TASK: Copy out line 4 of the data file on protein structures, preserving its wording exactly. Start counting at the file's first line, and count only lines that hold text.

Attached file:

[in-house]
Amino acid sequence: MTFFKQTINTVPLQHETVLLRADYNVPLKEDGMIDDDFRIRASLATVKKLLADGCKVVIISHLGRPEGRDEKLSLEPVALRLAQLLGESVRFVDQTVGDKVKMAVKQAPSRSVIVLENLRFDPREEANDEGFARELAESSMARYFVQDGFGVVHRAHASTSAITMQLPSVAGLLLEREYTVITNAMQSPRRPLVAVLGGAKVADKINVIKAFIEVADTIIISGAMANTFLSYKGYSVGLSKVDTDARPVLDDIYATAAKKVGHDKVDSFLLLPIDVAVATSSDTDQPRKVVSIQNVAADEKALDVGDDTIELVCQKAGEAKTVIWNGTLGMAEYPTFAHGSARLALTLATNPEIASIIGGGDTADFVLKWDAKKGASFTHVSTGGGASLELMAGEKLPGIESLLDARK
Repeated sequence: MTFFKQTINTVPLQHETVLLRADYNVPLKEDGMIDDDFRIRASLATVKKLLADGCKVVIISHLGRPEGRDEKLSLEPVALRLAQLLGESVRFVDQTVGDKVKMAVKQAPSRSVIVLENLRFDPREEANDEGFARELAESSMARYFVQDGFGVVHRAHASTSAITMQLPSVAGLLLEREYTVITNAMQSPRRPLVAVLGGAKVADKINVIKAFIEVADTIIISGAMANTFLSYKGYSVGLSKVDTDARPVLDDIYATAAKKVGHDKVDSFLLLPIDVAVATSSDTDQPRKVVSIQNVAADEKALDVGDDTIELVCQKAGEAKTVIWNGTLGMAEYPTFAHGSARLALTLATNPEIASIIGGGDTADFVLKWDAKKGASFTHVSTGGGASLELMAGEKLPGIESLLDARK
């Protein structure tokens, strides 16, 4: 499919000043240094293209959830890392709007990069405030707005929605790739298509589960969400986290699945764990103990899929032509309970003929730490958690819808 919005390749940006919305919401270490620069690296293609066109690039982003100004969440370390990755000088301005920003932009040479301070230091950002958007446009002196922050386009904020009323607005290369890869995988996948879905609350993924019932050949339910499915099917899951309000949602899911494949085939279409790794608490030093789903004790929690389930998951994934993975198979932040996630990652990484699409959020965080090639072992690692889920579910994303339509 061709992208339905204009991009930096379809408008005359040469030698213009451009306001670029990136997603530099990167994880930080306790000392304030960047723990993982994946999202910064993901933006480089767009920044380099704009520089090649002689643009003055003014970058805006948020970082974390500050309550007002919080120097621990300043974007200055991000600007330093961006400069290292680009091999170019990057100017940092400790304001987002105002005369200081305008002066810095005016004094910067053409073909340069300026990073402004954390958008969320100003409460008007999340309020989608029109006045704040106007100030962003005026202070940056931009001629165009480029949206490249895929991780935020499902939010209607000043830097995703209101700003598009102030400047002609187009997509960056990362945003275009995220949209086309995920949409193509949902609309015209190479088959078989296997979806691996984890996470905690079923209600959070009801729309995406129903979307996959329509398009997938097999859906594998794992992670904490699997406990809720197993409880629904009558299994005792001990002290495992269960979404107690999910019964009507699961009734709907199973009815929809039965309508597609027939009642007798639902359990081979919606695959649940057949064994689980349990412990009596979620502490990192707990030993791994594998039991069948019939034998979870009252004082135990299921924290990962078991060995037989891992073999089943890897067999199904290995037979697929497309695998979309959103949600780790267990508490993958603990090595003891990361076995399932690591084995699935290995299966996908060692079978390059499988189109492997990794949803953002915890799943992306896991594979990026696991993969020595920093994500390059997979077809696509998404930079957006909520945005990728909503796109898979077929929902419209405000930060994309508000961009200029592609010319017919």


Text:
């Protein structure tokens, strides 16, 4: 499919000043240094293209959830890392709007990069405030707005929605790739298509589960969400986290699945764990103990899929032509309970003929730490958690819808 919005390749940006919305919401270490620069690296293609066109690039982003100004969440370390990755000088301005920003932009040479301070230091950002958007446009002196922050386009904020009323607005290369890869995988996948879905609350993924019932050949339910499915099917899951309000949602899911494949085939279409790794608490030093789903004790929690389930998951994934993975198979932040996630990652990484699409959020965080090639072992690692889920579910994303339509 061709992208339905204009991009930096379809408008005359040469030698213009451009306001670029990136997603530099990167994880930080306790000392304030960047723990993982994946999202910064993901933006480089767009920044380099704009520089090649002689643009003055003014970058805006948020970082974390500050309550007002919080120097621990300043974007200055991000600007330093961006400069290292680009091999170019990057100017940092400790304001987002105002005369200081305008002066810095005016004094910067053409073909340069300026990073402004954390958008969320100003409460008007999340309020989608029109006045704040106007100030962003005026202070940056931009001629165009480029949206490249895929991780935020499902939010209607000043830097995703209101700003598009102030400047002609187009997509960056990362945003275009995220949209086309995920949409193509949902609309015209190479088959078989296997979806691996984890996470905690079923209600959070009801729309995406129903979307996959329509398009997938097999859906594998794992992670904490699997406990809720197993409880629904009558299994005792001990002290495992269960979404107690999910019964009507699961009734709907199973009815929809039965309508597609027939009642007798639902359990081979919606695959649940057949064994689980349990412990009596979620502490990192707990030993791994594998039991069948019939034998979870009252004082135990299921924290990962078991060995037989891992073999089943890897067999199904290995037979697929497309695998979309959103949600780790267990508490993958603990090595003891990361076995399932690591084995699935290995299966996908060692079978390059499988189109492997990794949803953002915890799943992306896991594979990026696991993969020595920093994500390059997979077809696509998404930079957006909520945005990728909503796109898979077929929902419209405000930060994309508000961009200029592609010319017919």